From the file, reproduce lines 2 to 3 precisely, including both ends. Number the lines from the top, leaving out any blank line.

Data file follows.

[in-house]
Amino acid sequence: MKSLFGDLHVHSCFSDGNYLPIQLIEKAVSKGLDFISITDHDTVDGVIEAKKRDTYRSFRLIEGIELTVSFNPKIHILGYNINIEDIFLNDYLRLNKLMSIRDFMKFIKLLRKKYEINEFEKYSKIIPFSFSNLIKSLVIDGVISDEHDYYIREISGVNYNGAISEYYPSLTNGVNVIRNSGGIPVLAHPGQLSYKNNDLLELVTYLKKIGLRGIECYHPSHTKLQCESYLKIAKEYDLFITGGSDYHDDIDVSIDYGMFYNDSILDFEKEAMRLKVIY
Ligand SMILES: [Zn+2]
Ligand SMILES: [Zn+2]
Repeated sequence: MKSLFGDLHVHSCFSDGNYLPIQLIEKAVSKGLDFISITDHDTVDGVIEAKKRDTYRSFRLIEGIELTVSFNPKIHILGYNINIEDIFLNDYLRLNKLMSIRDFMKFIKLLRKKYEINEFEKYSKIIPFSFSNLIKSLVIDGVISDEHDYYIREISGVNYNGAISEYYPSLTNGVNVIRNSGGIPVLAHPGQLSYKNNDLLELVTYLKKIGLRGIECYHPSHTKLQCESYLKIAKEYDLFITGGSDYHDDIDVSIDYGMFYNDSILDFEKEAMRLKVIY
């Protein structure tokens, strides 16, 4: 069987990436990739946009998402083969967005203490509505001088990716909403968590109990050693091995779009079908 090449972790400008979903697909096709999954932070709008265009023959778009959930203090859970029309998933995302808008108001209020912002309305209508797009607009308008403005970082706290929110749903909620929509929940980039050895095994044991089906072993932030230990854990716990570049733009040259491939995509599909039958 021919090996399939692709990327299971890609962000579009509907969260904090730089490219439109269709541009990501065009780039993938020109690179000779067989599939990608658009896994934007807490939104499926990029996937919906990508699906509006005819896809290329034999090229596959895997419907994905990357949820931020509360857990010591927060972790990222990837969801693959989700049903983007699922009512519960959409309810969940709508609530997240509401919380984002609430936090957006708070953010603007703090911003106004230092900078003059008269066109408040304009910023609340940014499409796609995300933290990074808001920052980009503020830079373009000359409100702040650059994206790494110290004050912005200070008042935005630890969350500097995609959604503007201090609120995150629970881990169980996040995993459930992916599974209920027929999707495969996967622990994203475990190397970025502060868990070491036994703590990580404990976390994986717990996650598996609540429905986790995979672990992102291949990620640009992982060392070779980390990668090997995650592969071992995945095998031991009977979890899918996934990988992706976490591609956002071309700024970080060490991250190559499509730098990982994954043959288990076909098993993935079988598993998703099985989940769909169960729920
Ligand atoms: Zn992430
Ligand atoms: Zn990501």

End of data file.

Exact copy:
Amino acid sequence: MKSLFGDLHVHSCFSDGNYLPIQLIEKAVSKGLDFISITDHDTVDGVIEAKKRDTYRSFRLIEGIELTVSFNPKIHILGYNINIEDIFLNDYLRLNKLMSIRDFMKFIKLLRKKYEINEFEKYSKIIPFSFSNLIKSLVIDGVISDEHDYYIREISGVNYNGAISEYYPSLTNGVNVIRNSGGIPVLAHPGQLSYKNNDLLELVTYLKKIGLRGIECYHPSHTKLQCESYLKIAKEYDLFITGGSDYHDDIDVSIDYGMFYNDSILDFEKEAMRLKVIY
Ligand SMILES: [Zn+2]